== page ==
The positive decisions for defendants this year have come from judges in Virginia, Florida, and Ohio.   Judges in Virginia and Ohio dismissed six lawsuits against credit unions about their allegedly inaccessible websites because the plaintiff was not eligible to join the defendant credit unions.  These are fairly unique facts that most defendants defending website accessibility suits will not have, however.

There were four pro-defendant rulings in Florida, but one has been reopened because of the Eleventh Circuit’s holding that a prior settlement does not moot a subsequent lawsuit, discussed supra.  In the second Florida case, Judge Gayles of the Southern District of Florida dismissed an ADA lawsuit because the plaintiff had not alleged that barriers on the website impeded his access to a physical place of public accommodation.   In the third case, Judge Presnell of the Middle District of Florida dismissed a case  because the plaintiff had not alleged that he really intended to return to the location and lacked standing.  In the fourth case, Judge Presnell said that “alleging the mere existence of some connection or link between the website and the physical location is not sufficient.”  Judge Presnell distinguished “an inability to use a website to gain information about a physical location” versus “an ability to use a website that impedes access to enjoy a physical location” and said the former is not sufficient to state a claim.  The judge dismissed the case because the plaintiff’s allegations were about obtaining information, not impeding access.

The takeaway from these recent decisions is that — while the defense strategy for every website accessibility lawsuit must be evaluated on its own set of facts — most courts are not willing to dismiss these cases early except in limited circumstances.  Thus, defendants looking to fight must be prepared to go through discovery and at least summary judgment, if not trial.

Edited by Kristina Launey.

Seyfarth Synopsis:  A federal judge in the Central District of California has allowed a blind plaintiff to continue his lawsuit about the accessibility of a public accommodation’s website under Title III of the ADA, despite the diametrically opposite views of his Central District colleague.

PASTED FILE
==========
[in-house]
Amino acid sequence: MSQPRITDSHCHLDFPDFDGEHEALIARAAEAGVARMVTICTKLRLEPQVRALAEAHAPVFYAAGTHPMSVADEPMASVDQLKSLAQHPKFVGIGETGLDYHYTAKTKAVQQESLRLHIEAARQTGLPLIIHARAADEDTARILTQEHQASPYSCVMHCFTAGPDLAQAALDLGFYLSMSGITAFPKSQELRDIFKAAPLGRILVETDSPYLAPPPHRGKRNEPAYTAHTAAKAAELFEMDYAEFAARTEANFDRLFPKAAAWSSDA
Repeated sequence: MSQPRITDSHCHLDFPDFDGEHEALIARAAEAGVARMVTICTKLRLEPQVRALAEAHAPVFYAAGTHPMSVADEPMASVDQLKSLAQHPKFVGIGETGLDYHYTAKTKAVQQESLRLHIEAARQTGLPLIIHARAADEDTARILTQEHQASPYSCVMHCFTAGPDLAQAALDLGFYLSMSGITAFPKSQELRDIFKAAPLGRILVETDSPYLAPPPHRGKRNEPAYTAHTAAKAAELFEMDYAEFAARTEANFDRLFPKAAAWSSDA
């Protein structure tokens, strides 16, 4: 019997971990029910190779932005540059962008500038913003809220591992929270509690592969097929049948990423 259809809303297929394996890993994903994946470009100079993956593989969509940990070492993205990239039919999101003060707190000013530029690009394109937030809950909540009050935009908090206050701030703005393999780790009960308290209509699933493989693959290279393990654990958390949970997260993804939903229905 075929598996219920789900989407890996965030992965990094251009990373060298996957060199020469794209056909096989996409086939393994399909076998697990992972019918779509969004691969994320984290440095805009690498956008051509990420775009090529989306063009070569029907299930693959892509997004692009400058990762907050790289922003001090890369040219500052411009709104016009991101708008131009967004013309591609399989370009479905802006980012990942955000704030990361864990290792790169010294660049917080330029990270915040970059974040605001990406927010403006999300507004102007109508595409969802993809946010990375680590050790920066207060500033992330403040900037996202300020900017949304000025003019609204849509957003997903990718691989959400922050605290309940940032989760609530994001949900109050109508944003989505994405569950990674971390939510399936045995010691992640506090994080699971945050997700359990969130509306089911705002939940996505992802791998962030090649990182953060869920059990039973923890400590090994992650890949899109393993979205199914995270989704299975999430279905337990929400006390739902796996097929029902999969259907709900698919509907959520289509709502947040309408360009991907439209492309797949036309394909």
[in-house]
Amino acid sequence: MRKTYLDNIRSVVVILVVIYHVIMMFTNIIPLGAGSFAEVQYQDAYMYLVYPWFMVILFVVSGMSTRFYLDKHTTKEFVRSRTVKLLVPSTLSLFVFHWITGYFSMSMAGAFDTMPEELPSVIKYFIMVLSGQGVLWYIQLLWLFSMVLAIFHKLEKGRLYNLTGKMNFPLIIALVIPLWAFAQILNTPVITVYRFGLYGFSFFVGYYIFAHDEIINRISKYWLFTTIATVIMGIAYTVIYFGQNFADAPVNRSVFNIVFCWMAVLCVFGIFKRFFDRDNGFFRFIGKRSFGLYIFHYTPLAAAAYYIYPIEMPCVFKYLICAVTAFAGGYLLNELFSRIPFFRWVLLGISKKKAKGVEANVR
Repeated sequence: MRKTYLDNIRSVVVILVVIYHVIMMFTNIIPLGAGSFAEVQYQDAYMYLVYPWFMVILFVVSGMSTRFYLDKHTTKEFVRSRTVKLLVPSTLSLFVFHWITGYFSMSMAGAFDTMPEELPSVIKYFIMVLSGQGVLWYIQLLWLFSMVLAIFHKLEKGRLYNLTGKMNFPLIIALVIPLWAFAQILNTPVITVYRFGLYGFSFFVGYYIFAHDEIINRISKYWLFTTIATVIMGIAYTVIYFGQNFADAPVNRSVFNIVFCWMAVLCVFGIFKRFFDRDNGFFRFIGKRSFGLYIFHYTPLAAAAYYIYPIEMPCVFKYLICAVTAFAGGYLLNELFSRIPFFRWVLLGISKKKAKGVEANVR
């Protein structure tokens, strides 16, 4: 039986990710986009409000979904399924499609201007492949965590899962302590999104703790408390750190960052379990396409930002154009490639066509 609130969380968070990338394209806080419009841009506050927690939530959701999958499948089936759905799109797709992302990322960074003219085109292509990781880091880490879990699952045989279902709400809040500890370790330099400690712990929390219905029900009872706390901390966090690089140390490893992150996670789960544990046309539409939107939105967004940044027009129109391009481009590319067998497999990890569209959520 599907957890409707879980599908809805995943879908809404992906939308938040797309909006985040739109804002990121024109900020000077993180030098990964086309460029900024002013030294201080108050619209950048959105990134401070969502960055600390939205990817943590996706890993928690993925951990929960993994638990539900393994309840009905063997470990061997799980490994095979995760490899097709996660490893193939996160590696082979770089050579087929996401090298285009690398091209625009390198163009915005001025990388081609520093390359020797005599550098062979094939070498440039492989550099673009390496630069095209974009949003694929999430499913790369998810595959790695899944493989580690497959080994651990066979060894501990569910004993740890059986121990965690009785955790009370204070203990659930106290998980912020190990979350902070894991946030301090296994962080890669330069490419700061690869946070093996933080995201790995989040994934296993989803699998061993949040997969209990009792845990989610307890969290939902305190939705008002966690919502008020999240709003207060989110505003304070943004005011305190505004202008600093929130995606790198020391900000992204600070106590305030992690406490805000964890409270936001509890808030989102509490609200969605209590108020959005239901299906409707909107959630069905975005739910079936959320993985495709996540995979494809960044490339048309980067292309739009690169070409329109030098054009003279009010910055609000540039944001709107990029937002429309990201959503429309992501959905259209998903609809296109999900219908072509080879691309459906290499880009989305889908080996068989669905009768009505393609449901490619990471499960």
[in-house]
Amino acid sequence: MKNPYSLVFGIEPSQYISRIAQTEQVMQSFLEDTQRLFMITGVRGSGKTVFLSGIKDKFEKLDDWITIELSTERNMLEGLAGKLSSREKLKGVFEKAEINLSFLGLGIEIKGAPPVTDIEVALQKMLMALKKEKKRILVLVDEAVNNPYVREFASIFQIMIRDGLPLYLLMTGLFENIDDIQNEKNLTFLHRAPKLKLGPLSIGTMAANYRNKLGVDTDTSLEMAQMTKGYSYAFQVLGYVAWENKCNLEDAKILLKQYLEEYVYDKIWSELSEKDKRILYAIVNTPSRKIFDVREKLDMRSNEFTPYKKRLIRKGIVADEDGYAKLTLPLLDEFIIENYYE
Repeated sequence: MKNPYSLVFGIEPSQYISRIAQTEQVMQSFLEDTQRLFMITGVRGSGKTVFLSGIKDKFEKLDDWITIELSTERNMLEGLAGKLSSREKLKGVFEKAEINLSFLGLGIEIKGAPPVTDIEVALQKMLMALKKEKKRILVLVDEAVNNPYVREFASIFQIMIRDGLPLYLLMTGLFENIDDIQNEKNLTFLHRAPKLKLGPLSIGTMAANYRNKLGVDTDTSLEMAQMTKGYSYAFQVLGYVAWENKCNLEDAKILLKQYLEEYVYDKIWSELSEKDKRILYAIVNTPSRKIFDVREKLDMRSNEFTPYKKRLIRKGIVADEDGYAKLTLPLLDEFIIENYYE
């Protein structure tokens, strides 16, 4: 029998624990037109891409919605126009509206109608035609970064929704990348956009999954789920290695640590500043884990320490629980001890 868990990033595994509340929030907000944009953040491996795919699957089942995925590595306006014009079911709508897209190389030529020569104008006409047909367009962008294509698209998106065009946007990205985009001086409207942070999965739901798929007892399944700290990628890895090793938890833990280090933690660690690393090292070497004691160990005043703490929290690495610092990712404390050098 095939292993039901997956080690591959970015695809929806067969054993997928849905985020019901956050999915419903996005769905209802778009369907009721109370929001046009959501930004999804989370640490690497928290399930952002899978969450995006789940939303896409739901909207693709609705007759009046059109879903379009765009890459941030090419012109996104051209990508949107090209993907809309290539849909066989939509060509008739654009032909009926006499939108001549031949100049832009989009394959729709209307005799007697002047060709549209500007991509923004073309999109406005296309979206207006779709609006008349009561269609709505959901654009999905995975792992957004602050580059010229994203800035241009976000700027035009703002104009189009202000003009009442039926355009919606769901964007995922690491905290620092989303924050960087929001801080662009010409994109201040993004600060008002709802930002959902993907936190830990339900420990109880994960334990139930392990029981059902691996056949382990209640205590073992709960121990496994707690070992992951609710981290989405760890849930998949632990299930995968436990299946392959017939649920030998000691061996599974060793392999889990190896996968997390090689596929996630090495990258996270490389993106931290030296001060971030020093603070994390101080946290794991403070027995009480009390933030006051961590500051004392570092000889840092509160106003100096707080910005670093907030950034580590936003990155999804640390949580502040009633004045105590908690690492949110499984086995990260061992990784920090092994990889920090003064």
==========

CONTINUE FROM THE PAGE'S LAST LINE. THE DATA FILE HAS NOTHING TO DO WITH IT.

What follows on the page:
Within a week after a Florida federal judge handed down a trial verdict finding that Winn Dixie had violated Title III of the ADA by having a website that could not be used by the blind plaintiff, U.S. District Judge John Walter of the Central District of California ruled that blind plaintiff Sean Gorecki could continue his lawsuit against retailer Hobby Lobby about the accessibility of its website.  The retailer had asked the court to dismiss the case on various grounds, all of which were rejected by the judge.  The case will now move forward.

This decision is significant for several reasons:

  • The decision illustrates that two judges in the same United States District Court can have diametrically opposite views on the very same issue. In March of this year, U.S. District Judge James Otero dismissed a lawsuit brought by a blind plaintiff against Domino’s Pizza about its allegedly inaccessible website.  Judge Otero found that Domino’s had met its obligations under the law by providing telephonic access via a customer service hotline, and that requiring Domino’s to have an accessible website at this time would violate its constitutional right to due process.  On the due process point, Judge Otero noted that neither the law nor the regulations require websites to be accessible, and that the Department of Justice (DOJ) had failed to issue regulations on this topic after seven years.  As further evidence that covered entities have not been given fair notice of their obligations under the ADA, he cited the DOJ’s official statements from the beginning of the website rulemaking process that (1) it was considering what legal standard of accessibility to adopt, and (2) telephonic access could be a lawful alternative to having an accessible website.  Based on these due process concerns, Judge Otero invoked the “primary jurisdiction” doctrine which “allows courts to stay proceedings or dismiss a complaint without prejudice pending the resolution of an issue within the special competence of an administrative agency.”
  • In stark contrast, U.S. District Judge John Walter in the Hobby Lobby case rejected the due process argument and held that the “primary jurisdiction” doctrine did not apply. With regard to the due process argument, Judge Walter stated that “[f]or over 20 years, the DOJ has consistently maintained that the ADA applies to private websites that meet the definition of a public accommodation” and that “Hobby Lobby had more than sufficient notice in 2010 to determine that its website must comply with the ADA.”  Judge Walter also held that the “primary jurisdiction” doctrine did not apply because it only applies to cases whose resolution require the “highly specialized expertise” of a federal agency.  Judge Walter found that this case is a “relatively straightforward claim that Hobby Lobby failed to provide disabled individuals full and equal enjoyment of goods and services offered by its physical stores by not maintaining a fully accessible website.”